§ 2.51 p.m.
§ LORD CONESFORD
My Lords, I beg leave to ask Her Majesty's Government the Question which stands in my name on the Order Paper.
§ [The Question was as follows:
§ To ask Her Majesty's Government what consideration they have given to proposed developments on the North side of Piccadilly Circus, which must affect the dignity and amenities of London and the efficient circulation and segregation of traffic; what advice the Royal Fine Art Commission has given; and what action Her Majesty's Government will now take to ensure that all developments on this site and the design of the buildings shall enhance and not disgrace our national reputation.]
THE JOINT PARLIAMENTARY SECRETARY, MINISTRY OF AGRICULTURE, FISHERIES AND FOOD (EARL WALDEGRAVE)
My Lords, these proposals have been dealt with by the London County Council as local planning authority. At an earlier stage the Council consulted the Ministry of Transport and Civil Aviation about the line of the proposed road widening, and the Ministry of Housing and Local Government about the floor space and land uses which could be permitted. On the building itself, they consulted the Royal Fine Art Commission, who accepted the principle that Piccadilly Circus should continue to be used for advertising, and raised no objection to the general massing and volume of the proposed building. But they did criticise the lower part of the elevations; and they also said that they would prefer to see the building treated as a background for advertising rather than that blank wall surfaces should be provided to accommodate the advertisements. The first of these points, my Lords, was met; but the London County Council considered that the second would produce an unsatisfactory result, especially for the users of the building. The Government do not propose to intervene.
§ LORD CONESFORD
My Lords, does my noble friend recall that in October of last year the L.C.C. published their own planning proposals for the Circus on 600 which to base negotiations with private developers? Have the Government ascertained why the L.C.C. have completely abandoned their own proposals for the sake of this unspeakable building? Secondly, are Her Majesty's Government aware that no other nation in Europe would permit this prostitution of the centre of their capital? What has London, in all its glorious history, done to deserve this fate?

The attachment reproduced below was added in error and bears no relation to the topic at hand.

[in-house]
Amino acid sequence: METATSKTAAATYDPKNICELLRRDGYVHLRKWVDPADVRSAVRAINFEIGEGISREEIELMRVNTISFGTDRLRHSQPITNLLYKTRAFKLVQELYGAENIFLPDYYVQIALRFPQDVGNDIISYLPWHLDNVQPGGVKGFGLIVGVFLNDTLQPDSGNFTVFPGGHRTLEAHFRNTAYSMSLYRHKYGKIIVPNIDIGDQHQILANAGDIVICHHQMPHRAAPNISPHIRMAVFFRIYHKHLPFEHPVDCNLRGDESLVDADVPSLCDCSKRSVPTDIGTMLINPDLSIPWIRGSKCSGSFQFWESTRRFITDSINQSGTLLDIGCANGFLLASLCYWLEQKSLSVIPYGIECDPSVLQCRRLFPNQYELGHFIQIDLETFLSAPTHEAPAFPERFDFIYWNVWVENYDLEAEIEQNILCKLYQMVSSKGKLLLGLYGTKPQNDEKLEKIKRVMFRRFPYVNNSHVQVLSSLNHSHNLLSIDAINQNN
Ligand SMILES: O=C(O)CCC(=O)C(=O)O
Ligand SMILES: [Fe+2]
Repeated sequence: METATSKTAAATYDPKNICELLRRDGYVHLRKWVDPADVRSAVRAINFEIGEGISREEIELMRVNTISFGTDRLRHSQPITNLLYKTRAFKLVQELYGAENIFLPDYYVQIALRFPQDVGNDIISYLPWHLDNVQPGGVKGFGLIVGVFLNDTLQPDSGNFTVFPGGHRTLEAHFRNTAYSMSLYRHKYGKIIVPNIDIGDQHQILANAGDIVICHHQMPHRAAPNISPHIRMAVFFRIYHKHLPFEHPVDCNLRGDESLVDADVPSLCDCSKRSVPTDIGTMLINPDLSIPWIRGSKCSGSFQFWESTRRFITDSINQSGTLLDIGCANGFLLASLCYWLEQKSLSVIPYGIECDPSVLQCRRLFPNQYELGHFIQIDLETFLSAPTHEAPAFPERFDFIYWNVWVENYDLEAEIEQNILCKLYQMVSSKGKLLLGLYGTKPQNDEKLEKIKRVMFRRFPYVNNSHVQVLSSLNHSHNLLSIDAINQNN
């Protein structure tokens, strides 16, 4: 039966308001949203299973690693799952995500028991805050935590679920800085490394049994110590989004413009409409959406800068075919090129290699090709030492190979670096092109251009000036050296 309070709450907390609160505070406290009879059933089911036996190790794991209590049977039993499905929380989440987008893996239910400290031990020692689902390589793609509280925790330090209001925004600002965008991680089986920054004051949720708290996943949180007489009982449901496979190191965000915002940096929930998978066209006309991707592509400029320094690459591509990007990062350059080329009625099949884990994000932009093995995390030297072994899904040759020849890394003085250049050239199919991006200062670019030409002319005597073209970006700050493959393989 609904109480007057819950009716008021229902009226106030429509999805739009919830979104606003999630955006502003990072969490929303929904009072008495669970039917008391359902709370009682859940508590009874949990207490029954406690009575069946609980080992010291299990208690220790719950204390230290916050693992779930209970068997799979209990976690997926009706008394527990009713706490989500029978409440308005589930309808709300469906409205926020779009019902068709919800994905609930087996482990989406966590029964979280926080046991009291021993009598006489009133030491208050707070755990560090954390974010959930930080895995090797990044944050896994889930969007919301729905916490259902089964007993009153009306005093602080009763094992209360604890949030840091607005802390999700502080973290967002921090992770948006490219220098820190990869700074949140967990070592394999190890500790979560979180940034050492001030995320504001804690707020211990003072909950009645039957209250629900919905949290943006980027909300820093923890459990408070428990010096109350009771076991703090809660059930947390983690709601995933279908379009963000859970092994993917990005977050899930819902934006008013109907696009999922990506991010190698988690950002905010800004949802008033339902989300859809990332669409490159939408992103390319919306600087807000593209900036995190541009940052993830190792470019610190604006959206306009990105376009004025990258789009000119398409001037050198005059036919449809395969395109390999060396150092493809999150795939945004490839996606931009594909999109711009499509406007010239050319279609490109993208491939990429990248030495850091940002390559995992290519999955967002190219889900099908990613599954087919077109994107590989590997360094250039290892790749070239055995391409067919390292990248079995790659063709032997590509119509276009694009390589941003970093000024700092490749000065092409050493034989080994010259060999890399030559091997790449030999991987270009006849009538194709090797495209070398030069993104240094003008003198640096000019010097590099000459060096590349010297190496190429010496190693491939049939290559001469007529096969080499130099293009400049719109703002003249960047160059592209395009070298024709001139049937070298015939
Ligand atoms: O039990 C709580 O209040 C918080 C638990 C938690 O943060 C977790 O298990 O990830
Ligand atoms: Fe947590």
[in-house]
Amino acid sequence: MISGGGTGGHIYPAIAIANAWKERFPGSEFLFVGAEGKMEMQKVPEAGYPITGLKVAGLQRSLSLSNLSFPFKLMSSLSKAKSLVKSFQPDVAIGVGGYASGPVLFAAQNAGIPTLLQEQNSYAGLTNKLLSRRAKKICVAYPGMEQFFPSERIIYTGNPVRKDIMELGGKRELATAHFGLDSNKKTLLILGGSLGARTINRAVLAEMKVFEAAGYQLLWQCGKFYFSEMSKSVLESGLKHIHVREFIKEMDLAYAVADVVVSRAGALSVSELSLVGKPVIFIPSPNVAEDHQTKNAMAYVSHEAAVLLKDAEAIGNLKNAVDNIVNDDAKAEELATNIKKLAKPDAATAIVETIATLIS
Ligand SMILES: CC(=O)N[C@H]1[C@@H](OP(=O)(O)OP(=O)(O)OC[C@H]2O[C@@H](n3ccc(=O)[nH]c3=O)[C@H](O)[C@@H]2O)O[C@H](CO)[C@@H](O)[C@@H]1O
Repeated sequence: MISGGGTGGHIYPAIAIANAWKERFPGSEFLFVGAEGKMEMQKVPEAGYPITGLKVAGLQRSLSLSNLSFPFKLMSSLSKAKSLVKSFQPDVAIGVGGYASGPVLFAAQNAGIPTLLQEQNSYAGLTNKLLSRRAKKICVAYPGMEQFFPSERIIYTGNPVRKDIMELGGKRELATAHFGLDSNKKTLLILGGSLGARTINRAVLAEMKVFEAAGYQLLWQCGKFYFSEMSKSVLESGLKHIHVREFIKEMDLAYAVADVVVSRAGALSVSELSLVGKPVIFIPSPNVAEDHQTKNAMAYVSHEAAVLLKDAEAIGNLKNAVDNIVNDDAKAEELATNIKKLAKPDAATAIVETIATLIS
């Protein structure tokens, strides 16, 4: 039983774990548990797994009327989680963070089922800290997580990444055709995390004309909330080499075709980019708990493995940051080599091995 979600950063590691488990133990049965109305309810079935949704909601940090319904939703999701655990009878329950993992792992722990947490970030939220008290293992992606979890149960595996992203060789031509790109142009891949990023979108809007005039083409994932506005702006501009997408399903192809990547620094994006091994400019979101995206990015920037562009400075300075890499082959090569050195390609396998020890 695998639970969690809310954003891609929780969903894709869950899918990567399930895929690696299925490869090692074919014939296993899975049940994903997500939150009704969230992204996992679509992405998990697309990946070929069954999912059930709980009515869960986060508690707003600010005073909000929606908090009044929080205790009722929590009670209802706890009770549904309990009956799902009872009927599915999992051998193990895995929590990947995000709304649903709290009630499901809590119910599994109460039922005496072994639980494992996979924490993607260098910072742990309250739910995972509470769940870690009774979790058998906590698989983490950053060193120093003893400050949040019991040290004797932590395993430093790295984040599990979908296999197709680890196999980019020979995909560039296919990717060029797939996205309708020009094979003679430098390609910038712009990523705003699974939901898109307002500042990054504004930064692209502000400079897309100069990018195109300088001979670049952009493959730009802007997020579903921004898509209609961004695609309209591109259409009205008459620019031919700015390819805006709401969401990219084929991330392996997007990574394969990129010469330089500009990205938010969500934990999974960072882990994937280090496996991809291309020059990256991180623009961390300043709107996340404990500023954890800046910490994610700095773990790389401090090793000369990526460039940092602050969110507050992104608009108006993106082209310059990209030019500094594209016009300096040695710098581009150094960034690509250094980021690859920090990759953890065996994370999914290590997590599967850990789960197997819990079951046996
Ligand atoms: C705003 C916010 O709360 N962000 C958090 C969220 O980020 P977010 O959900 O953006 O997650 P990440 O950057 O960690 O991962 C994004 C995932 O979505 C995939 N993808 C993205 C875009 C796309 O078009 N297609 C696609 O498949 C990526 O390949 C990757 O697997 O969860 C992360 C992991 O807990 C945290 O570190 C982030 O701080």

My Lords, I certainly could not follow the noble Lord in his somewhat extravagant language. The appropriate planning authority in this case is the London County Council, and they have come to agreement with the developer and have met certain of the suggestions that were put to them by the Fine Art Commission.
My Lords, the noble Earl is sheltering behind various other bodies, but the Government is ultimately responsible for everything. Does the Government spokesman think it important to preserve and not to debase the character and scale of London in those parts of it which, like Piccadilly Circus, may not be of high architectural value but are held in deep affection by its citizens, both here and abroad?
My Lords, of course the Government have the beauty and the dignity of the capital at heart as much an any noble Lord, or as much as anybody else here. But the Government must also have regard to the existing state of legislation, whereby the statutory planning authority under the Act of Parliament is in this case the London County Council.
§ LORD SILKIN
My Lords, is there any step that the London County Council should have taken which they have not taken? Is there any approval which they have sought which they have not obtained? Is there anything that they could have done which they have not done?